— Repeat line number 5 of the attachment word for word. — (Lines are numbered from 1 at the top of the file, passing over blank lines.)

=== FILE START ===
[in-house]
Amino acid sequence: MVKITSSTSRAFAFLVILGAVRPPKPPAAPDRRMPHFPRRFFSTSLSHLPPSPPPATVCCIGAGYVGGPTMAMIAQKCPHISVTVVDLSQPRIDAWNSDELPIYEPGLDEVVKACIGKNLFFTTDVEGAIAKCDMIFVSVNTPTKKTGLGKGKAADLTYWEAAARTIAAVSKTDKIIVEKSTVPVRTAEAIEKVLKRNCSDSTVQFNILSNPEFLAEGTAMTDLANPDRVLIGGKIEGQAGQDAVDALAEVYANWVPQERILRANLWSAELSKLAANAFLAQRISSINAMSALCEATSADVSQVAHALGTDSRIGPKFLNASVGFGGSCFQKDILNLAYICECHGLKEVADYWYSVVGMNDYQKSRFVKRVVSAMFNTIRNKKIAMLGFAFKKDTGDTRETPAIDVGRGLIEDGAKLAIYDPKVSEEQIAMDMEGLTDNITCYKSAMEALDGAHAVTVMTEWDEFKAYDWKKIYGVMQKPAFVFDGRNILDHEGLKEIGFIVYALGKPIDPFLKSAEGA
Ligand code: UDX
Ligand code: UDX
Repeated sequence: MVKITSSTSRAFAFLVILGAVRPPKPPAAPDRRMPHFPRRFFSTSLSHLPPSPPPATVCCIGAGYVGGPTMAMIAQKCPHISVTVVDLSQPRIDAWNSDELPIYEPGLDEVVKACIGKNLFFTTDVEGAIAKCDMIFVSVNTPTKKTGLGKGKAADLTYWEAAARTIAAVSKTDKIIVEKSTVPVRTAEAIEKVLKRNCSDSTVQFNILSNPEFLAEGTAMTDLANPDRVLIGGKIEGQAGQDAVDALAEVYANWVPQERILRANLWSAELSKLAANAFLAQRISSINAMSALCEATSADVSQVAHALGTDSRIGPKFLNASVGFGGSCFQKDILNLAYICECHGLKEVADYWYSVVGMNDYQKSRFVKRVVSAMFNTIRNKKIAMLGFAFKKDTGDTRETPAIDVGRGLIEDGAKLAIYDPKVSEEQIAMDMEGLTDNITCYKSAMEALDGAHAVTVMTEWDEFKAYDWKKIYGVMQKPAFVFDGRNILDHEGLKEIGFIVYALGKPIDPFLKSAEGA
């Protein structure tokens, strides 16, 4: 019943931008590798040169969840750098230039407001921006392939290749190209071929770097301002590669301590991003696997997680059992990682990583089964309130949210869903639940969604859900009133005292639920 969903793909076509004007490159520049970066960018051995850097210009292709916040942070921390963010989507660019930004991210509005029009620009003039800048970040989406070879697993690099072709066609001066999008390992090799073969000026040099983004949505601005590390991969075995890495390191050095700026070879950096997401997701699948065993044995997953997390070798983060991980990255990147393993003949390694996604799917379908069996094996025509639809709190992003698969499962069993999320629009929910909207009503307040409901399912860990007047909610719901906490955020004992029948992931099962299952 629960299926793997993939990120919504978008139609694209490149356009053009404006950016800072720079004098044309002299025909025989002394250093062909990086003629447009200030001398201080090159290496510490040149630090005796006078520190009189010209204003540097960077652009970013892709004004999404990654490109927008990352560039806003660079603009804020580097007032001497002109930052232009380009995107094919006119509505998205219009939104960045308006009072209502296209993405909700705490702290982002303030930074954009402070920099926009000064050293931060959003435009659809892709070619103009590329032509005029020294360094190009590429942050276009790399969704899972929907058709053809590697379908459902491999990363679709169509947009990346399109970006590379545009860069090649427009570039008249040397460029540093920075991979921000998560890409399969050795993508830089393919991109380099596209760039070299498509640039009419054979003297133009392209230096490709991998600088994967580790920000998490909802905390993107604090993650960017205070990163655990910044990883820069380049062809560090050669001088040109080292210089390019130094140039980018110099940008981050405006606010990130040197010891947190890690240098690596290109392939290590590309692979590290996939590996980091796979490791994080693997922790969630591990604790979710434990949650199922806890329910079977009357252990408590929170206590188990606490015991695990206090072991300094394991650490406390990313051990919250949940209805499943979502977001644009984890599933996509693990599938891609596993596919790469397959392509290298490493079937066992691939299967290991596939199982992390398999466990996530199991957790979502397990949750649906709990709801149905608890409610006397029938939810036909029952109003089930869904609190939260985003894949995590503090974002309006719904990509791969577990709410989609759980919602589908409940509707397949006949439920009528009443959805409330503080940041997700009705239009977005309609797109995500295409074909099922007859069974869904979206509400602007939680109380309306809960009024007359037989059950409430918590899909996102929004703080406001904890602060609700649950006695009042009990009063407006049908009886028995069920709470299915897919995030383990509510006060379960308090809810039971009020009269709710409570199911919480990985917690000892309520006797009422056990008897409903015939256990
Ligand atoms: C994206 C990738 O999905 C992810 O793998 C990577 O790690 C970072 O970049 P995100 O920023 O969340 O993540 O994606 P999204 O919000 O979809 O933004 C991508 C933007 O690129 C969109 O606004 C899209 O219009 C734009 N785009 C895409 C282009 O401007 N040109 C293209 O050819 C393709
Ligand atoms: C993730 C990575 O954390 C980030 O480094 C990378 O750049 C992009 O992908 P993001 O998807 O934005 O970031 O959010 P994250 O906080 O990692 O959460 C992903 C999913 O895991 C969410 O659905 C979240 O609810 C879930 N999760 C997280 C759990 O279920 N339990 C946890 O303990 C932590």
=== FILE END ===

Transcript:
Repeated sequence: MVKITSSTSRAFAFLVILGAVRPPKPPAAPDRRMPHFPRRFFSTSLSHLPPSPPPATVCCIGAGYVGGPTMAMIAQKCPHISVTVVDLSQPRIDAWNSDELPIYEPGLDEVVKACIGKNLFFTTDVEGAIAKCDMIFVSVNTPTKKTGLGKGKAADLTYWEAAARTIAAVSKTDKIIVEKSTVPVRTAEAIEKVLKRNCSDSTVQFNILSNPEFLAEGTAMTDLANPDRVLIGGKIEGQAGQDAVDALAEVYANWVPQERILRANLWSAELSKLAANAFLAQRISSINAMSALCEATSADVSQVAHALGTDSRIGPKFLNASVGFGGSCFQKDILNLAYICECHGLKEVADYWYSVVGMNDYQKSRFVKRVVSAMFNTIRNKKIAMLGFAFKKDTGDTRETPAIDVGRGLIEDGAKLAIYDPKVSEEQIAMDMEGLTDNITCYKSAMEALDGAHAVTVMTEWDEFKAYDWKKIYGVMQKPAFVFDGRNILDHEGLKEIGFIVYALGKPIDPFLKSAEGA